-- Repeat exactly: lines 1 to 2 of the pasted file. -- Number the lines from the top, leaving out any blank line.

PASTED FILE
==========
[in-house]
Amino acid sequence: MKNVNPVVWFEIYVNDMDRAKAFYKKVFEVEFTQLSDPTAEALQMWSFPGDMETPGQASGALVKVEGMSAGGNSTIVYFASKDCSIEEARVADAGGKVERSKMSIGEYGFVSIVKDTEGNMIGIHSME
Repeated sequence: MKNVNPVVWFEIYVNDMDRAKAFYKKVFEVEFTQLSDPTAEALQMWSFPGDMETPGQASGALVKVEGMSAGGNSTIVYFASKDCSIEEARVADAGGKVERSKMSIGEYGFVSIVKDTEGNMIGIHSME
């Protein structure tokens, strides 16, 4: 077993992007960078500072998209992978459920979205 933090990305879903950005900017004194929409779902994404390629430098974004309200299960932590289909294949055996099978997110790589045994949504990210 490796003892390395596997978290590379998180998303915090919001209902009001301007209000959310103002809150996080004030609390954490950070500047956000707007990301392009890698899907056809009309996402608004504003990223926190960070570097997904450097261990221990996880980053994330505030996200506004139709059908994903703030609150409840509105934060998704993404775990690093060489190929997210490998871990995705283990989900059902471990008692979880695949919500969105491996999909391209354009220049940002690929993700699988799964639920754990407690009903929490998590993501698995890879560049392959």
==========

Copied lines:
[in-house]
Amino acid sequence: MKNVNPVVWFEIYVNDMDRAKAFYKKVFEVEFTQLSDPTAEALQMWSFPGDMETPGQASGALVKVEGMSAGGNSTIVYFASKDCSIEEARVADAGGKVERSKMSIGEYGFVSIVKDTEGNMIGIHSME